If you look at me you would never know.
“You’re the healthiest looking sick person I’ve ever seen,” my doctor would say when I’d come in for treatment or a checkup.
Perception, however, is different from reality.
I am immune suppressed, a dangerous condition during a pandemic. I’ve have been immune suppressed for over 30 years, using a maintenance treatment protocol for Crohn’s disease, an autoimmune disease that affects the entirety of the intestinal tract.
Symptoms include abdominal pain and cramping, ulcerations in the intestinal tract, bleeding, diarrhea, weight loss and a slew of additional complications.
Theoretically, the body is fighting itself, thinking there’s something wrong. With medications that reduce the body’s ability to fight against itself, the body heals. I was lucky: The treatment was effective and I was able to avoid surgery, and although there were a few flare-ups here and there it has been a great success — until now.
COVID-19 has made me “high-risk,” immune compromised, highly limited. I pick my activities and outings extremely carefully, screening constantly for possible exposure.
There’s more, unfortunately. I am also asthmatic (oh, and blood type A-positive, which epidemiologists say can be another demerit for COVID-19, so three strikes and I’m out). When I was a child the asthma was persistent, with flare-ups relatively often. However, my mother made sure I didn’t feel like a sorry young sod. She’d say, “Take your spray, go outside and play. I’ll see you at dinnertime.”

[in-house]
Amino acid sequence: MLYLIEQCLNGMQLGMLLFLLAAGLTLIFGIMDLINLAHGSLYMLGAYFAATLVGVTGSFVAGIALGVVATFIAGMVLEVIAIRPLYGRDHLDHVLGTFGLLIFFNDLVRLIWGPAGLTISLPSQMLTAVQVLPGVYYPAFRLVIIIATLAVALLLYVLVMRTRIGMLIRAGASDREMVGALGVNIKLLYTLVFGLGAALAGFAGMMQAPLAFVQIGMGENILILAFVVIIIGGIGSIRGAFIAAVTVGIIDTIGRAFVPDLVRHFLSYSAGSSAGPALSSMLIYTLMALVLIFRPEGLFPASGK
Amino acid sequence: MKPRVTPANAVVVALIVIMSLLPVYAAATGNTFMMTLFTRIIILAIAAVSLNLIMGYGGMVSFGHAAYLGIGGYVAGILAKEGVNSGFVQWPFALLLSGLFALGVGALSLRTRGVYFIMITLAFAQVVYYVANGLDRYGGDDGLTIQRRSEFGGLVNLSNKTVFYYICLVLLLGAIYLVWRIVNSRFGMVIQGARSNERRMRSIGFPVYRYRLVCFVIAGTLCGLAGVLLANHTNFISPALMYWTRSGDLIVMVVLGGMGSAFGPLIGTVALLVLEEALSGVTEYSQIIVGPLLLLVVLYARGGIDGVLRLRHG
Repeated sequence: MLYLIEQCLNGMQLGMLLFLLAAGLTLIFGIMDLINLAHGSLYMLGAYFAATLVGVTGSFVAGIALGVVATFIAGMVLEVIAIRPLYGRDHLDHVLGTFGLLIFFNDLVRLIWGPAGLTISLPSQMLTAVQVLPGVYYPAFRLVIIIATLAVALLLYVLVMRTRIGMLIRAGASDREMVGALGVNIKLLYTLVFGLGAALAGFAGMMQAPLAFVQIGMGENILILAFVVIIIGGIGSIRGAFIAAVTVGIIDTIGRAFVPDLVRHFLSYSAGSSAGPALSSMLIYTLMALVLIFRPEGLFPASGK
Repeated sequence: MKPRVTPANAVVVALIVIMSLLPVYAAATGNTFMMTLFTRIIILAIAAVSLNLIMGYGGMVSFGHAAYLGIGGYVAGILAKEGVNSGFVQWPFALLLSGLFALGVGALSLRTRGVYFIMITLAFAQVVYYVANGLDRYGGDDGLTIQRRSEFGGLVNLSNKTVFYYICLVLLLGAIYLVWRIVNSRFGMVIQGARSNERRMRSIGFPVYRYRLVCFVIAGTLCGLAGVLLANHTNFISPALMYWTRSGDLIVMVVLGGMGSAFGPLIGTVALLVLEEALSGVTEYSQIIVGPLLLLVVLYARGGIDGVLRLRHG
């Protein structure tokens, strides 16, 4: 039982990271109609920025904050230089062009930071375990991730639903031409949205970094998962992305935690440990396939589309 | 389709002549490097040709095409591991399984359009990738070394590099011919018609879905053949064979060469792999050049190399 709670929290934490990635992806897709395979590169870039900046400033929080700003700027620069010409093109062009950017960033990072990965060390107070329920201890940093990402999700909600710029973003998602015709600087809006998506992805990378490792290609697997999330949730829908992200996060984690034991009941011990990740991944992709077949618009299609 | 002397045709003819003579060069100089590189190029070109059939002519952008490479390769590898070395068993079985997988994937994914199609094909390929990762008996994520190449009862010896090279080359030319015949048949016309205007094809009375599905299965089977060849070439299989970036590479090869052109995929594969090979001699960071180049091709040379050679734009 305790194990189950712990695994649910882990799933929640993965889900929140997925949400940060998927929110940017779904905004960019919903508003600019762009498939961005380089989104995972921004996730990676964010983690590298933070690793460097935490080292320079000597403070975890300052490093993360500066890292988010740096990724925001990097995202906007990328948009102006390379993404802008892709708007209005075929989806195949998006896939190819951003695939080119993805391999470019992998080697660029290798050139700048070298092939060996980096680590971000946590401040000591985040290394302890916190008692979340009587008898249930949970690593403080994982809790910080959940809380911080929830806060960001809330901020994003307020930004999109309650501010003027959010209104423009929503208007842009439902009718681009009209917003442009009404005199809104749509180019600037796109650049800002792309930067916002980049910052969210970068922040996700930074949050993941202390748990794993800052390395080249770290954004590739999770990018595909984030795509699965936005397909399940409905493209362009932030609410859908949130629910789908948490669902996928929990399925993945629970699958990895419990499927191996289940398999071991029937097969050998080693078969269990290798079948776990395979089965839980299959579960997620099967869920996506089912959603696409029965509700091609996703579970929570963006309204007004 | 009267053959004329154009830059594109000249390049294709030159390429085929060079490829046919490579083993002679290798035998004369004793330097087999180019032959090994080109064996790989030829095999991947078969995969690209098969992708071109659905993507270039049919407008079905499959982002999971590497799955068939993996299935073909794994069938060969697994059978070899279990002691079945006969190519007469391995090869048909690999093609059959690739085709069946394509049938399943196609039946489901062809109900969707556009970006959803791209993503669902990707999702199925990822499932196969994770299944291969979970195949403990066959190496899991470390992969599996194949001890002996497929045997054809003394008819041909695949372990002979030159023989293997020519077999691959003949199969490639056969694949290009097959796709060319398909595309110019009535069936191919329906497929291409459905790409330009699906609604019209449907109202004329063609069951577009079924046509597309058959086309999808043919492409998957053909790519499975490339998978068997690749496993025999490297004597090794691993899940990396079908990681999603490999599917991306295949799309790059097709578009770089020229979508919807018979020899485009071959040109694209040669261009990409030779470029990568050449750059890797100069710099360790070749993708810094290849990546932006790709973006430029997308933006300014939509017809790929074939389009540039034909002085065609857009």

I remember being hospitalized in the fourth grade, spending a week in a plastic oxygen tent, not unlike the 1967 story “The Boy in the Plastic Bubble,” about a boy who, born with immune deficiencies, was living his life in a clear, plastic tent. It seems as though we are now all living that life, without immunity to the coronavirus, creating our own “bubbles.”
For years I taught group fitness classes in the valley, instructing a core group of followers who ranged in age from their 20s to their 70s. I’m an avid hiker and skier and even climbed the Grand. Maintaining a high fitness level has always been a priority, never wanting it to be an issue that my physician had to address.
Fit or not, insurance companies qualify Crohn’s as high risk, even though I haven’t been seriously ill or hospitalized since 1988. They know, unfortunately for them, I won’t die from it, I’ll live with it, and that’s a long-term investment, one I pay mightily for with outrageously high monthly health insurance premiums.
Now, I’m in another high-risk pool, the one that says that I’ll probably die from COVID-19 if I get it, because I’m immune suppressed.
Today there are those who hype their individual freedoms over public safety.
The sound bite of “personal responsibility” rings hollow when someone flouts the public health recommendations by not wearing a face covering to help all. It is our personal responsibility to do our part to help the greater good, to be responsible members of our society and our community. It’s not about government overreach or politics. It’s about humanity.
Victimhood was not an option for me growing up. I had a disease, it was chronic, move on.
With the recent news of a possible vaccine there will be a time when we can get back our “normal lives” and move on. It’s been difficult for everyone, and I can attest to all of this, having four generations of family in the valley.
The challenges, complications and heartbreak during this global pandemic are multiplied by my own health challenges as well as others in my family.
You wouldn’t know it to look at me, but know that there are those in our community who need you to care about one another enough to mitigate the risk of the greatest health scare of our lifetimes.
Take care of your friends, your neighbors, the person you just passed in the grocery store. They too might be high-risk.
Take your personal responsibility seriously: Grab your shirt, your shoes and your mask. That way we might actually get through this thing sooner rather than later, with your high-risk neighbor still by your side.